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Quoting RobDaHood:

Everything or nothing.
Depending on how easily freaked out you are.
:o)

Just kinda statistically odd. You can half-way expect a duo during EWRC, but at cyclogenesis? Or maybe it happens all the time.
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Fukushima Update:

AGAIN: Three strong quakes in 15 minutes hit near same area as on 3/11 — M5.8, M5.0, M4.8 (MAPS)

CTV: No. 3 fuel pool “poses a greater risk of failing” than No. 4 — “Has not been strengthened since the disaster”

Gundersen: Japan is sitting on a ticking time bomb — “We’re all in a situation of having to pray there’s not an earthquake”

Link
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Quoting beell:
haven't you heard, wiki does forecasts now. if Alberto becomes a hurricane you will read it there, first.

if we get 22 tornado reports they will be added to the yearly count quicker than you can click your red shoes together. even if it was 22 people who saw the same twister.


The people who edit at WPTC are a very good group of guys who work tirelessly to maintain thousands of articles on tropical cyclones across multiple basins. I can assure you when something is out of place, it is due to a vandal or prankster and nothing else.
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Member Since: Posts: Comments:
391. beell
yes, i have been known to lie.
guilty...
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Quoting beell:
haven't you heard, wiki does forecasts now. if Alberto becomes a hurricane you will read it there, first.

if we get 22 tornado reports they will be added to the yearly count quicker than you can click your red shoes together. even if it was 22 people who saw the same twister.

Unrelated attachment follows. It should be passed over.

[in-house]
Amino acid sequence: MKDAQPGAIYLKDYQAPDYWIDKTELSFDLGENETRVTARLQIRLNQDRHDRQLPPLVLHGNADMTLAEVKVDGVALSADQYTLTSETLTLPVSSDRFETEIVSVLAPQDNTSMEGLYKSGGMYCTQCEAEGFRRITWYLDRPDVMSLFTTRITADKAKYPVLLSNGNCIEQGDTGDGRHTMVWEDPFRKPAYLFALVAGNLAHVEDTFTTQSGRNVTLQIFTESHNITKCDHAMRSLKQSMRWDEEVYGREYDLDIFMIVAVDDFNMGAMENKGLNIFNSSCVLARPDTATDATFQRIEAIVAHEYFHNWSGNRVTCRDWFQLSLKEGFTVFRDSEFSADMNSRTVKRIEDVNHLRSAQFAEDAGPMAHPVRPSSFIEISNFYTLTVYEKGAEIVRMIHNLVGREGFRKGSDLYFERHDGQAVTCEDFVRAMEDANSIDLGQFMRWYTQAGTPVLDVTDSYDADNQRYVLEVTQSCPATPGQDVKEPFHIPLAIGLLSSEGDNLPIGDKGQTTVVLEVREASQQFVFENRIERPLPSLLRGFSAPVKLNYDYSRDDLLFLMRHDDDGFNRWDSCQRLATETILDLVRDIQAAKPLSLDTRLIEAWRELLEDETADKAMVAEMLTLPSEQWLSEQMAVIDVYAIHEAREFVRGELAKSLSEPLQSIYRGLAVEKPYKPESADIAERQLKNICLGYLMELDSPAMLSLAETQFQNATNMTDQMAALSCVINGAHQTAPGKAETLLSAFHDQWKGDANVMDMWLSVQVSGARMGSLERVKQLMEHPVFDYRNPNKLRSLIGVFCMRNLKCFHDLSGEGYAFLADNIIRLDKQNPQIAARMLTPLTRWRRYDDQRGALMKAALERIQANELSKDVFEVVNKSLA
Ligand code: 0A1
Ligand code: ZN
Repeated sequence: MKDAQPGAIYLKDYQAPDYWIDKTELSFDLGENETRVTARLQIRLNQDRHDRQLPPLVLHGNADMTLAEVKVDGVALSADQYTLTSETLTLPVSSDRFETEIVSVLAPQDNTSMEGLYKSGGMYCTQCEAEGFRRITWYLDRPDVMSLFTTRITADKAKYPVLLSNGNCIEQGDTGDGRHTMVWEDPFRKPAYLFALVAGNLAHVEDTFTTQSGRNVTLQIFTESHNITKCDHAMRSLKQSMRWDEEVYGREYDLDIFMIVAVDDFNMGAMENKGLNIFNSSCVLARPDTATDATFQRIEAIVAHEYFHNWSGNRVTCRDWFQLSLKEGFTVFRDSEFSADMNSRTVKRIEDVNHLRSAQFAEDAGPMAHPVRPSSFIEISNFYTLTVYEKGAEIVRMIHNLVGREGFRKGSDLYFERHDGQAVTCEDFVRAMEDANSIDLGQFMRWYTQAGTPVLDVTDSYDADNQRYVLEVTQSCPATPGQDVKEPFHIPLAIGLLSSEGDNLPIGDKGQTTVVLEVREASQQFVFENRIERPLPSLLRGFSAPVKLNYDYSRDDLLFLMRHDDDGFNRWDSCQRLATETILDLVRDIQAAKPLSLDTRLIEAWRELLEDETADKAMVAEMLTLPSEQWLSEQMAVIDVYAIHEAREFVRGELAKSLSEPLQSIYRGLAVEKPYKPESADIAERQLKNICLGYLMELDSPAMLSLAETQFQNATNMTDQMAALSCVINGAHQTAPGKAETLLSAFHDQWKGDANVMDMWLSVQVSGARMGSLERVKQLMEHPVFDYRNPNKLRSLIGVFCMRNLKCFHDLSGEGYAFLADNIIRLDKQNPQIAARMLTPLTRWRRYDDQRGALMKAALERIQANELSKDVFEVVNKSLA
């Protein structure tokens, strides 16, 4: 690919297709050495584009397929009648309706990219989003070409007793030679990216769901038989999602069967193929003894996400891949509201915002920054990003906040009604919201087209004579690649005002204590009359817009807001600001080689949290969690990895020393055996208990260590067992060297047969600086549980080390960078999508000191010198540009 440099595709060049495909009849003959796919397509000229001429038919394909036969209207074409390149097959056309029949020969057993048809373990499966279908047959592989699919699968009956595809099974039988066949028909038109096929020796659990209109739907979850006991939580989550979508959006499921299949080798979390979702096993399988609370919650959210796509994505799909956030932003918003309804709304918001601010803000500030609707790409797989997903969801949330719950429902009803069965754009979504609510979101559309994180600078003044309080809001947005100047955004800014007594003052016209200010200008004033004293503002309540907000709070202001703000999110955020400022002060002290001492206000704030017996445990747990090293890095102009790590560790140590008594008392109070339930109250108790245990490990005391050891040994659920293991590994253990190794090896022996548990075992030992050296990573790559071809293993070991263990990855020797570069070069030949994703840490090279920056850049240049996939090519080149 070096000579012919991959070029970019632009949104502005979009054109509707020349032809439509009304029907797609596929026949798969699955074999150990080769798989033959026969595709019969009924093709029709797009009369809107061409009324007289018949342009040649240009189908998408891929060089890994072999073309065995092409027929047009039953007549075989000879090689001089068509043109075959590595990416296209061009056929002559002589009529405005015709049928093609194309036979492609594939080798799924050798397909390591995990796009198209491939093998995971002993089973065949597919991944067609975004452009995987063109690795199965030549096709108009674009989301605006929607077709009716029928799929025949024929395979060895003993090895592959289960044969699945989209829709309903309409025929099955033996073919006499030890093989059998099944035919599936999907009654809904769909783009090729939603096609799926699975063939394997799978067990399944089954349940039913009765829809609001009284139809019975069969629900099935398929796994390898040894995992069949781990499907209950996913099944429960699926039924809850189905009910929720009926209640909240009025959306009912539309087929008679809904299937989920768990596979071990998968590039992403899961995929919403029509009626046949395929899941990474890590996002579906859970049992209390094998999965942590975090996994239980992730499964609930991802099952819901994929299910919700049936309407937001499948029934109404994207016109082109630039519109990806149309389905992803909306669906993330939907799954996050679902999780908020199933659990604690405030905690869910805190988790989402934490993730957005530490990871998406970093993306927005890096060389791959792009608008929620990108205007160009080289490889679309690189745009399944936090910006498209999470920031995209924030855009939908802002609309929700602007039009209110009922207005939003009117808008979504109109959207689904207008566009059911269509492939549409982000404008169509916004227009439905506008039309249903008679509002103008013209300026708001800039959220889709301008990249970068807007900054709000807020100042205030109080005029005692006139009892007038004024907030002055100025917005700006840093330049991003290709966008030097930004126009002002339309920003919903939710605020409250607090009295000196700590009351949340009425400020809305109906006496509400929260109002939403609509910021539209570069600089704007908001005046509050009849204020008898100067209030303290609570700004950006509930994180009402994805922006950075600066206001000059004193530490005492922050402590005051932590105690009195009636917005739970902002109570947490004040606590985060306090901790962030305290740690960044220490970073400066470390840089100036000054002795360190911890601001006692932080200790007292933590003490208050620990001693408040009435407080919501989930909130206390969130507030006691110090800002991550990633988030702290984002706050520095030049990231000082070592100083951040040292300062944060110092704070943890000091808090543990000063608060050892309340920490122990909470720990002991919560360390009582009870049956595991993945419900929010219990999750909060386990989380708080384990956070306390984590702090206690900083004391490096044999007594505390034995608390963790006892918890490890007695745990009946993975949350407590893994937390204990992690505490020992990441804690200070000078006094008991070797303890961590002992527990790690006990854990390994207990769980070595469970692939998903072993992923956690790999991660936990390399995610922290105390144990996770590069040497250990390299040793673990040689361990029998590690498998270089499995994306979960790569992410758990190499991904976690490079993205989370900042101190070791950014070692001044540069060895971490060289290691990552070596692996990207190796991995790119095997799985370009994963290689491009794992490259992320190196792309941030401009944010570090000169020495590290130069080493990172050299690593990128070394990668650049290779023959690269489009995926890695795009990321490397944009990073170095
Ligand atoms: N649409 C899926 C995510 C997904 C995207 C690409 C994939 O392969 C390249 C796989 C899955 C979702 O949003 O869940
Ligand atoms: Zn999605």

As an editor of both WikiProject Tropical Cyclone and WikiProject Severe Weather, I can say that is a lie.
Member Since: July 6, 2010 Posts: 108 Comments: 30257


lol looks as though alberto's great at Minesweeper
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Member Since: July 3, 2005 Posts: 414 Comments: 125613
'night peeps

time for me to come back to ... here.

hope my cheesehead avatar's still there
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Member Since: July 3, 2005 Posts: 414 Comments: 125613
Quoting GeorgiaStormz:
why does wiki have alberto at 65mph and 993mb?

As of 6:50 p.m. EDT (2250 UTC) May 19, Tropical Storm Alberto is located within 30 nautical miles of 32.2�N 77.9�W, about 140 mi (225 km) east-southeast of Charleston, South Carolina and about 120 mi (195 km) south of Cape Fear, North Carolina. Maximum sustained winds are 50 knots (65 mph, 105 km/h), with stronger gusts. Minimum central pressure is 993 mbar (hPa; 29.34 InHg), and the system is moving southwest at 3 kt (3 mph, 6 km/h)



but the 650 edt update says 60 mph and 995mb.

Do they know something we dont, or is that an error?


Fixed
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384. beell
haven't you heard, wiki does forecasts now. if Alberto becomes a hurricane you will read it there, first.

if we get 22 tornado reports they will be added to the yearly count quicker than you can click your red shoes together. even if it was 22 people who saw the same twister.
Member Since: Posts: Comments:
Member Since: July 3, 2005 Posts: 414 Comments: 125613
Quoting redwagon:


First two named systems have had dual vortices. What does that mean?

Everything or nothing.
Depending on how easily freaked out you are.
:o)
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Quoting wunderkidcayman:

I think it will the upper level anticyclone is nearly centered over honduras via this map and it has been moving N all evening this is also causing shear to drop in the gulf of honduras if you think about it it has all it needs: an area of low pressure warm SST vort that it has now and now its developing lesser shear just imagine when that shear is down to 5-10kts and the convection builds you never know maybe Beryl becomes a hurricane

Is the low still there?
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T.C.F.A.
01L/TS/A/CX
MARK
32.51N78.55W
Member Since: July 15, 2006 Posts: 165 Comments: 52262
Quoting WxGeekVA:


Most recent WINDSAT 37GHz H


First two named systems have had dual vortices. What does that mean?
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About JeffMasters

Jeff co-founded the Weather Underground in 1995 while working on his Ph.D. He flew with the NOAA Hurricane Hunters from 1986-1990.